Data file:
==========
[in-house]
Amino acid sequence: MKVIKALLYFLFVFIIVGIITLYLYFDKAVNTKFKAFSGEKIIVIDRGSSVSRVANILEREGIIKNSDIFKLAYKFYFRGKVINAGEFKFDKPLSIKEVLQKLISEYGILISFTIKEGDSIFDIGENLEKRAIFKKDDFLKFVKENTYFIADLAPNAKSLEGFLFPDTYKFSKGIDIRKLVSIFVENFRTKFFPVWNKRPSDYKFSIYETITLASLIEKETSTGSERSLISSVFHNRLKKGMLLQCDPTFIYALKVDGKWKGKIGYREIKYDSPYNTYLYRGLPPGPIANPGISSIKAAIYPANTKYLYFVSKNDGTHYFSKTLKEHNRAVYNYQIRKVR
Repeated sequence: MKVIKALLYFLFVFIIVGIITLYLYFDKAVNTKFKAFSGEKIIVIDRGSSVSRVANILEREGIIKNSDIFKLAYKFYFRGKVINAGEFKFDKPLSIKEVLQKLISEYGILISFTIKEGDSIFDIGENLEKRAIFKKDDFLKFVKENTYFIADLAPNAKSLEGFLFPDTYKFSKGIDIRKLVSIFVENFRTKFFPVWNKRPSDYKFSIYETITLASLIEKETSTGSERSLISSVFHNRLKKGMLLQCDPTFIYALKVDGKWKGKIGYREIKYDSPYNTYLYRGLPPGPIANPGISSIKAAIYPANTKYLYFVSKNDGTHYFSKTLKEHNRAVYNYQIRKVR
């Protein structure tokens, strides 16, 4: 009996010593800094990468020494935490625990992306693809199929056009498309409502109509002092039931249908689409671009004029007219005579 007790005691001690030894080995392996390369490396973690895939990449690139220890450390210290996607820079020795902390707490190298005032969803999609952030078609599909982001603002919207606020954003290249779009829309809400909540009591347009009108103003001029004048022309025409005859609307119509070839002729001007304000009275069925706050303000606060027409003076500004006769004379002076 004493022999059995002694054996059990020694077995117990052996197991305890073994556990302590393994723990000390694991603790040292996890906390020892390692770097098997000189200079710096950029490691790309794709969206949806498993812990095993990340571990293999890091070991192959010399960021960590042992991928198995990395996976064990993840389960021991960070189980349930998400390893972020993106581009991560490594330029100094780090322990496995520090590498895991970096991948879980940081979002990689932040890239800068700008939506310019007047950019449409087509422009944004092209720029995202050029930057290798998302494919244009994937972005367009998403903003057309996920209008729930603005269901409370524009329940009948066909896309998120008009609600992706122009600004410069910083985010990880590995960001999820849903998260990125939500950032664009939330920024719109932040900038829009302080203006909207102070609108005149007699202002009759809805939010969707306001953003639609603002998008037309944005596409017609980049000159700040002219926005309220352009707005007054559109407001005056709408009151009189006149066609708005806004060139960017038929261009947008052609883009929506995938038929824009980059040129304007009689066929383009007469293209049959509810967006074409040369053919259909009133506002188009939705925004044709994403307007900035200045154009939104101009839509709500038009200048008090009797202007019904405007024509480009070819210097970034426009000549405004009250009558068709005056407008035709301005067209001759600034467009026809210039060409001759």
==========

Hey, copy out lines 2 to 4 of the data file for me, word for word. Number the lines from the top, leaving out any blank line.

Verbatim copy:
Amino acid sequence: MKVIKALLYFLFVFIIVGIITLYLYFDKAVNTKFKAFSGEKIIVIDRGSSVSRVANILEREGIIKNSDIFKLAYKFYFRGKVINAGEFKFDKPLSIKEVLQKLISEYGILISFTIKEGDSIFDIGENLEKRAIFKKDDFLKFVKENTYFIADLAPNAKSLEGFLFPDTYKFSKGIDIRKLVSIFVENFRTKFFPVWNKRPSDYKFSIYETITLASLIEKETSTGSERSLISSVFHNRLKKGMLLQCDPTFIYALKVDGKWKGKIGYREIKYDSPYNTYLYRGLPPGPIANPGISSIKAAIYPANTKYLYFVSKNDGTHYFSKTLKEHNRAVYNYQIRKVR
Repeated sequence: MKVIKALLYFLFVFIIVGIITLYLYFDKAVNTKFKAFSGEKIIVIDRGSSVSRVANILEREGIIKNSDIFKLAYKFYFRGKVINAGEFKFDKPLSIKEVLQKLISEYGILISFTIKEGDSIFDIGENLEKRAIFKKDDFLKFVKENTYFIADLAPNAKSLEGFLFPDTYKFSKGIDIRKLVSIFVENFRTKFFPVWNKRPSDYKFSIYETITLASLIEKETSTGSERSLISSVFHNRLKKGMLLQCDPTFIYALKVDGKWKGKIGYREIKYDSPYNTYLYRGLPPGPIANPGISSIKAAIYPANTKYLYFVSKNDGTHYFSKTLKEHNRAVYNYQIRKVR
């Protein structure tokens, strides 16, 4: 009996010593800094990468020494935490625990992306693809199929056009498309409502109509002092039931249908689409671009004029007219005579 007790005691001690030894080995392996390369490396973690895939990449690139220890450390210290996607820079020795902390707490190298005032969803999609952030078609599909982001603002919207606020954003290249779009829309809400909540009591347009009108103003001029004048022309025409005859609307119509070839002729001007304000009275069925706050303000606060027409003076500004006769004379002076 004493022999059995002694054996059990020694077995117990052996197991305890073994556990302590393994723990000390694991603790040292996890906390020892390692770097098997000189200079710096950029490691790309794709969206949806498993812990095993990340571990293999890091070991192959010399960021960590042992991928198995990395996976064990993840389960021991960070189980349930998400390893972020993106581009991560490594330029100094780090322990496995520090590498895991970096991948879980940081979002990689932040890239800068700008939506310019007047950019449409087509422009944004092209720029995202050029930057290798998302494919244009994937972005367009998403903003057309996920209008729930603005269901409370524009329940009948066909896309998120008009609600992706122009600004410069910083985010990880590995960001999820849903998260990125939500950032664009939330920024719109932040900038829009302080203006909207102070609108005149007699202002009759809805939010969707306001953003639609603002998008037309944005596409017609980049000159700040002219926005309220352009707005007054559109407001005056709408009151009189006149066609708005806004060139960017038929261009947008052609883009929506995938038929824009980059040129304007009689066929383009007469293209049959509810967006074409040369053919259909009133506002188009939705925004044709994403307007900035200045154009939104101009839509709500038009200048008090009797202007019904405007024509480009070819210097970034426009000549405004009250009558068709005056407008035709301005067209001759600034467009026809210039060409001759």